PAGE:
Developing Drive and Desire – Lesson 7

This is the last clip, number 7…Creating drive and desire in Tart. I was very impressed and happy with the progress…. Even tho she is very laid back and relaxed she shows good desire and keen enthusiasm for birds, bumpers and retrieving… Certainly a good prospect for field work. For more information on developing puppies and the “on-off”switch go to

Here’s the rules IF you truly want to create as much desire as possible

Okay. . . here’s the rules IF you truly want to create as much desire as possible

1. Do not feed the puppy before this workout.

2. Make sure that the puppy has been confined to a crate for at least 3 hrs
before work

3. Concentrate on excitement only during this time. Do not mix in obedience
commands or any expectations about delivery, returning, holding etc.

4. Save obedience commands, returning, heeling etc for other lessons

5. Keep in mind that you are developing an attitude and a characteristic
in your puppy that will be there for his entire life… if you don’t take it away
from him.

6. Remember, this is the beginning of the “on-off switch,” which is the
element that allows you to control the attitude of the dog.

7. Present the toy/bumper so that it is the object of prey. Do not position it so
that you become the object of prey.

8. Absolutely do not do any part of the excitement phase without a leash
attached. This probably should be rule number 1 because a great
percentage of questions I get are from people whose puppies do not
return and the reason they don’t return is that they don’t have a line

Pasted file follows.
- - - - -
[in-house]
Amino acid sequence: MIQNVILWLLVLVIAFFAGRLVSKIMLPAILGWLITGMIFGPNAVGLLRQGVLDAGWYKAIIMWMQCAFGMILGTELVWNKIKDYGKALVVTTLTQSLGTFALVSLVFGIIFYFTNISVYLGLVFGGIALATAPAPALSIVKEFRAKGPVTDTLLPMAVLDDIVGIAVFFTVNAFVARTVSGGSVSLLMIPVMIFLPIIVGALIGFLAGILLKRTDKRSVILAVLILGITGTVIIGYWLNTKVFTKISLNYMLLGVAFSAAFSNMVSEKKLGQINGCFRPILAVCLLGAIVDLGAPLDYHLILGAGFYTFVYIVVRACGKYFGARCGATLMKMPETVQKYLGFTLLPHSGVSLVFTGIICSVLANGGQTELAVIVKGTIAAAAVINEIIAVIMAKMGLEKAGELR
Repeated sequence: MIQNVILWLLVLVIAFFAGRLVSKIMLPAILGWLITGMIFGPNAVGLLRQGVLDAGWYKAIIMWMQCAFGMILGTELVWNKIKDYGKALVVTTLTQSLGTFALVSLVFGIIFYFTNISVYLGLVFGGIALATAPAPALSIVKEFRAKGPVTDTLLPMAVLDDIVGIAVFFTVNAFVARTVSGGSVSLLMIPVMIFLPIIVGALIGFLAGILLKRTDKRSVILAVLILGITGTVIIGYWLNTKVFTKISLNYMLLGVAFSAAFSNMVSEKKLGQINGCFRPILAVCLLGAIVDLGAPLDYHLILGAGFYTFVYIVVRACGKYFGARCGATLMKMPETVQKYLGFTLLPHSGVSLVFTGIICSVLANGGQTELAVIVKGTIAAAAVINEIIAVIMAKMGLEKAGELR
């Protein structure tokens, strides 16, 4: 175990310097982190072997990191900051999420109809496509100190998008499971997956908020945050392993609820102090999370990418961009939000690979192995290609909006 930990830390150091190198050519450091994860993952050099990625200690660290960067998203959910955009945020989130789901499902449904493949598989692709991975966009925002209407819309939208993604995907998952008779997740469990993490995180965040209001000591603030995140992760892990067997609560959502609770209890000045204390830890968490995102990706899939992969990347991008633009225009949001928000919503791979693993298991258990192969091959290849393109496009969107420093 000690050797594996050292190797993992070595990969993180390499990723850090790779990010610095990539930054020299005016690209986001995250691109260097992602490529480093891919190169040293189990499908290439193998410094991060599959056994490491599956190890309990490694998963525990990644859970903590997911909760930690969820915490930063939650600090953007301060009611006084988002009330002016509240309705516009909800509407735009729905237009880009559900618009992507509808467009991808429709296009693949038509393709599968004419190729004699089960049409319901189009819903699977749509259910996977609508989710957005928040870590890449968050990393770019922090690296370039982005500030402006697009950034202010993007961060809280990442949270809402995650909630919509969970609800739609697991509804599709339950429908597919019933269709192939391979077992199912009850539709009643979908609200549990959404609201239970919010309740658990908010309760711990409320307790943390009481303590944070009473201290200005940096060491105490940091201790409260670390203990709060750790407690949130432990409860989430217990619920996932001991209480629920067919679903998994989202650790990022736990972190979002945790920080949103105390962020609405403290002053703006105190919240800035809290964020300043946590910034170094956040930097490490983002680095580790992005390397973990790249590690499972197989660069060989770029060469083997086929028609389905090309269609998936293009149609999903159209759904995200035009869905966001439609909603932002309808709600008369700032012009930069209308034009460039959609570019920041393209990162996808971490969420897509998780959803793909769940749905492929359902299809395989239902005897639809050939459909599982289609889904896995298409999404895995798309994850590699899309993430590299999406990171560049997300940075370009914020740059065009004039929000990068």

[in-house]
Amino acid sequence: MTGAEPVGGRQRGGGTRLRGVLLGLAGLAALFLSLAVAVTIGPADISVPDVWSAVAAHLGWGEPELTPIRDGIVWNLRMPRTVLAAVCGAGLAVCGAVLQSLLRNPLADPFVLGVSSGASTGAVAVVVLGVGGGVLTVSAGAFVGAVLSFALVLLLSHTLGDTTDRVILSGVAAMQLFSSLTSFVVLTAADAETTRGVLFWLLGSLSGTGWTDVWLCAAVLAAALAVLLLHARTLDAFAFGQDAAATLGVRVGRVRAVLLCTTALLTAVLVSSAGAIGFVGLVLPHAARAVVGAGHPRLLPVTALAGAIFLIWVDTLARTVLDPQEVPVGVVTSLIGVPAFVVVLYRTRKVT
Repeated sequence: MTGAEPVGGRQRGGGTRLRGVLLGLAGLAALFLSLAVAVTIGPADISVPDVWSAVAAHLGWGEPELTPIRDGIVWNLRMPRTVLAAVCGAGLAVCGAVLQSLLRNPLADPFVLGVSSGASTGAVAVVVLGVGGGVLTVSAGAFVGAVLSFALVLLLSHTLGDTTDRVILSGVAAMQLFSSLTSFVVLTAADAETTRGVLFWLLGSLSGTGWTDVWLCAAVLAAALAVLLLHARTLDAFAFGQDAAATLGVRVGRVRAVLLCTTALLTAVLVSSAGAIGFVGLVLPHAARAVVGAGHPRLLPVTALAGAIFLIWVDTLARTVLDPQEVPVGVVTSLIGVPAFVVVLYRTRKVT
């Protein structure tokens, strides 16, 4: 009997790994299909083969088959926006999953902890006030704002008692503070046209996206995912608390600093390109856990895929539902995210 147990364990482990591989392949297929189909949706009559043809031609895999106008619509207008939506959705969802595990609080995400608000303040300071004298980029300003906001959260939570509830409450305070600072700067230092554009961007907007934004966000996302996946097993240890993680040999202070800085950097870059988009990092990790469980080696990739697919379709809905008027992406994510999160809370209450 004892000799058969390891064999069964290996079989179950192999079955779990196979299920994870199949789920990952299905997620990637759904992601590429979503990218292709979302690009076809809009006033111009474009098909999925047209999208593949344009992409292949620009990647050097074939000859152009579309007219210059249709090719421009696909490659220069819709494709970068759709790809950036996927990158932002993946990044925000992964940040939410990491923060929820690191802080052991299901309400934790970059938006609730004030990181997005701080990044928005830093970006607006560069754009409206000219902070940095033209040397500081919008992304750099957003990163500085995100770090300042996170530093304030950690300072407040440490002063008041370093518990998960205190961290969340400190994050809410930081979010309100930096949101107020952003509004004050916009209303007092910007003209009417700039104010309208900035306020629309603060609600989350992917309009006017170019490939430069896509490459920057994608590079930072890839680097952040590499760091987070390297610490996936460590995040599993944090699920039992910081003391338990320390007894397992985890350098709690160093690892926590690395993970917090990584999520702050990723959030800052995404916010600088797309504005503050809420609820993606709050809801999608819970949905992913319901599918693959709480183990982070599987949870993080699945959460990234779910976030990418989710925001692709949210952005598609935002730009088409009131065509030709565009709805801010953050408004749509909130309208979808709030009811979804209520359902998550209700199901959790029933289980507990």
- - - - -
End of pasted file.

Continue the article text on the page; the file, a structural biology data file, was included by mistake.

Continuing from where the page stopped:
on them. To train a puppy without a line or leash or rope, whatever
you want to call it, is foolishness.

9. Keep in mind that you are trying to achieve the full genetic potential of
your puppy.

10. Learn the value of a walk and how to do it properly. (Information about
this coming later)

11. Proper socialization is important to overall excitement but it should be
its own exercise and conducted in its own time. (I’ll have a short
video on how to do this)

12. NEVER get frustrated, angry, mad, upset, loud or rough or any other
negative behavior with your puppy. If you can’t handle this part don’t even
begin to try to develop drive and desire.

There may be a few other considerations to this but I’ll mention them to
you as we go along.


Developing Drive & Desire – lesson 1

In my clinics and seminars there are many people there who have dogs that have been bred primarily for the show ring, but many of these people want to do field work as well…but many of these dogs seem to have low desire. I have decided to make a series of short videos where I work with a young female golden retriever. Both of her parents are grand champions, in other words they are both elite show dogs.
But shouldn’t this puppy have the fun of being successful in the field as well? So I’m going to show my process of developing desire and at the same time teach the fetch command.
If you have Flatcoats, Curly Coats, German Shorthairs, Poodles, Brittany Spaniels, Springer Spaniels, Boykin Spaniels, Pointers and Setters etc or any breed that may not have been bred exclusively for the highest levels of retrieving competition these short videos may be helpful to you.
This is Tart’s first lesson in the video series demonstrating the process to create maximum desire. After this first demonstration I will jot down a list of rules to keep in mind as you follow the training sequence. Keep in mind that both of Tart’s parents are show champions.